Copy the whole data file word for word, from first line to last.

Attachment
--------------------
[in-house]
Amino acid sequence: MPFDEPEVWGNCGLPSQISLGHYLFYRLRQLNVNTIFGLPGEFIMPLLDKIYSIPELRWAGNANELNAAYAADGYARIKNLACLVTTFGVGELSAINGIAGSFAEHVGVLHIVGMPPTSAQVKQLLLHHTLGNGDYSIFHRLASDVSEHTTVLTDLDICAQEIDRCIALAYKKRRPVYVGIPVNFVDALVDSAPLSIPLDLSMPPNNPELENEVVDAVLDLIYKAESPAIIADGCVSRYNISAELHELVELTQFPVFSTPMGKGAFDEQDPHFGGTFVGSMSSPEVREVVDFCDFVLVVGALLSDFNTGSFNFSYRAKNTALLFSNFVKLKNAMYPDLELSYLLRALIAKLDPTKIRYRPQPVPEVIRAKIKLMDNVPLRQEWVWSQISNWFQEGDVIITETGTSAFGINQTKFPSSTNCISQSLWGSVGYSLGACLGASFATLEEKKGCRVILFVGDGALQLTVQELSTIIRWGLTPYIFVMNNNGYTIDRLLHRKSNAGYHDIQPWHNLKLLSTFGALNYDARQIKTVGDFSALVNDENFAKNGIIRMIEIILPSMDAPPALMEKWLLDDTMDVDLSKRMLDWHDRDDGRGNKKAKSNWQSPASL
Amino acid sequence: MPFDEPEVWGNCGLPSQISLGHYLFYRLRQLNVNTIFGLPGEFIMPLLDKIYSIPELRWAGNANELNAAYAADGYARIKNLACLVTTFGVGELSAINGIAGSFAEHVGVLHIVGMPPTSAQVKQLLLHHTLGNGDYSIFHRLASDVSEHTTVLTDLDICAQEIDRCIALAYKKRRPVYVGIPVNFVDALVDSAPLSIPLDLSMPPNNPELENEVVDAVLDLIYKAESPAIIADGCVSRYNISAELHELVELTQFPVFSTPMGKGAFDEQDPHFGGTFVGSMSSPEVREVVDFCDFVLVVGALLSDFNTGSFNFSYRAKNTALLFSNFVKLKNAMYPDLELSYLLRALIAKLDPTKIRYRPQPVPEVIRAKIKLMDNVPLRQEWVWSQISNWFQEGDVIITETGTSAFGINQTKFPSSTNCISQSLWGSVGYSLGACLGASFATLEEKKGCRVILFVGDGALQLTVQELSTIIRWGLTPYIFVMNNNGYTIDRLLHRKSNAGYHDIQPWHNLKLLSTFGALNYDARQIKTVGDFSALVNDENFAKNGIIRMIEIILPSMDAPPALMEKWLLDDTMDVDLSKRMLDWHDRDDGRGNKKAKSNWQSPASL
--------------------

[in-house]
Amino acid sequence: MPFDEPEVWGNCGLPSQISLGHYLFYRLRQLNVNTIFGLPGEFIMPLLDKIYSIPELRWAGNANELNAAYAADGYARIKNLACLVTTFGVGELSAINGIAGSFAEHVGVLHIVGMPPTSAQVKQLLLHHTLGNGDYSIFHRLASDVSEHTTVLTDLDICAQEIDRCIALAYKKRRPVYVGIPVNFVDALVDSAPLSIPLDLSMPPNNPELENEVVDAVLDLIYKAESPAIIADGCVSRYNISAELHELVELTQFPVFSTPMGKGAFDEQDPHFGGTFVGSMSSPEVREVVDFCDFVLVVGALLSDFNTGSFNFSYRAKNTALLFSNFVKLKNAMYPDLELSYLLRALIAKLDPTKIRYRPQPVPEVIRAKIKLMDNVPLRQEWVWSQISNWFQEGDVIITETGTSAFGINQTKFPSSTNCISQSLWGSVGYSLGACLGASFATLEEKKGCRVILFVGDGALQLTVQELSTIIRWGLTPYIFVMNNNGYTIDRLLHRKSNAGYHDIQPWHNLKLLSTFGALNYDARQIKTVGDFSALVNDENFAKNGIIRMIEIILPSMDAPPALMEKWLLDDTMDVDLSKRMLDWHDRDDGRGNKKAKSNWQSPASL
Amino acid sequence: MPFDEPEVWGNCGLPSQISLGHYLFYRLRQLNVNTIFGLPGEFIMPLLDKIYSIPELRWAGNANELNAAYAADGYARIKNLACLVTTFGVGELSAINGIAGSFAEHVGVLHIVGMPPTSAQVKQLLLHHTLGNGDYSIFHRLASDVSEHTTVLTDLDICAQEIDRCIALAYKKRRPVYVGIPVNFVDALVDSAPLSIPLDLSMPPNNPELENEVVDAVLDLIYKAESPAIIADGCVSRYNISAELHELVELTQFPVFSTPMGKGAFDEQDPHFGGTFVGSMSSPEVREVVDFCDFVLVVGALLSDFNTGSFNFSYRAKNTALLFSNFVKLKNAMYPDLELSYLLRALIAKLDPTKIRYRPQPVPEVIRAKIKLMDNVPLRQEWVWSQISNWFQEGDVIITETGTSAFGINQTKFPSSTNCISQSLWGSVGYSLGACLGASFATLEEKKGCRVILFVGDGALQLTVQELSTIIRWGLTPYIFVMNNNGYTIDRLLHRKSNAGYHDIQPWHNLKLLSTFGALNYDARQIKTVGDFSALVNDENFAKNGIIRMIEIILPSMDAPPALMEKWLLDDTMDVDLSKRMLDWHDRDDGRGNKKAKSNWQSPASL